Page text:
Not for everyone

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By Alexander O. Cuaycong and Anthony L. Cuaycong

THERE CAN be no denying that FromSoftware’s Dark Souls is brutal and difficult, often bordering on the sadistic in terms of its capacity to challenge players. That said, it’s beatable, and while its gameplay borders on the unforgiving, it succeeds in its objective. You get a massive sense of achievement in persevering through it and conquering the even-tougher-than-tough parts. It’s an acquired taste, a pain to get into, really. It’s also harder to put down once you’re hooked.

In no small measure, the near-Sisyphean context in which Dark Souls presents itself is why it has held up well over time. Originally released on the PlayStation 3 and XBox 360 in 2011, it was later ported to the PC under the title Dark Souls: Prepare To Die a year later, featuring hitherto-unseen extra content. Fast forward to 2018, during which time the series’ continuing popularity has prompted the release of a remastered version of the founding title on the PS4, Xbox One, and Nintendo Switch.

Featuring enhanced graphics, better framerate and resolution, quality-of-life fixes, and all downloadable content off the shelf, Dark Souls Remastered positions itself as the definitive edition of Dark Souls. It has you taking control of an undead spirit in Lordran. Darkness has consumed the Kingdom, and all sorts of creatures now lie in wait throughout its ruins. Controlling the game’s silent protagonist, you must take up the sword and unearth the cause of the darkness, slaying monsters and delving deeper into the shadows from whence they came en route.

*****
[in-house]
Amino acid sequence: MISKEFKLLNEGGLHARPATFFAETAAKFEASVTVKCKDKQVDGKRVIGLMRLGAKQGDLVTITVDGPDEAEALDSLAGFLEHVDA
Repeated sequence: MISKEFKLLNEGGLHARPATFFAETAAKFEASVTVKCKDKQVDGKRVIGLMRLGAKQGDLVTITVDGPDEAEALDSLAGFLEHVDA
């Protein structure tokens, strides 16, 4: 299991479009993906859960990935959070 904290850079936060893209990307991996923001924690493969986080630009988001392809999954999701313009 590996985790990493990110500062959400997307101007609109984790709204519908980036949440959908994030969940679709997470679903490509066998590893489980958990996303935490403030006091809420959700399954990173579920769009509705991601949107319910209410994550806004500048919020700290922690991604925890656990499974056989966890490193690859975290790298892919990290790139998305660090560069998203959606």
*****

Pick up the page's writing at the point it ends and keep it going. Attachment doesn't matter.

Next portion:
The premise is simple, to be sure, and one that Dark Souls Remastered is able to convey in visual splendor. On the PS4, it looks stunning, with better-resolution textures and graphics all across the board vis-a-vis its source material. The framerate is at the highest possible, and, more importantly, a constant, representing a massive improvement that provides a better overall experience. It just feels and handles better from the get-go.

Which is a decided plus, because, needless to say, Dark Souls Remastered makes no pretensions on the level of commitment it requires of you. Compared to its elder sibling, it does very little to change the gameplay, and aside from much-welcome QoL adjustments, it’s the exact same romp through Lordran, with a distinct emphasis on exploration, combat, and skill improvement. The mechanics are unchanged; the focus is still on dodging traps and striking enemies and bosses (a whopping 26 all told), necessitating countless hours’ worth of investment.

Parenthetically, the scope of familiarity is both good and bad. Dark Souls Remastered manages to keep intact the experience of going through and beating the game. At the same time, the problem isn’t in what it has done, but in what it has failed to do. Because the core gameplay experience is the same, it doesn’t offer anything new. It’s an updated version of Dark Souls, optimized to play well under current-gen technology, but little else.

In sum, Dark Souls Remastered isn’t for everyone, and especially not at $39.99. Even for previous owners of the original and of the Prepare To Die Edition on the PC, the price point may be a big ask. On the flip side, it delivers on its promise; it’s a severe — if beautifully rendered — test of skill that pushes the boundaries of the action-role-playing genre in a way that no other game in the market can.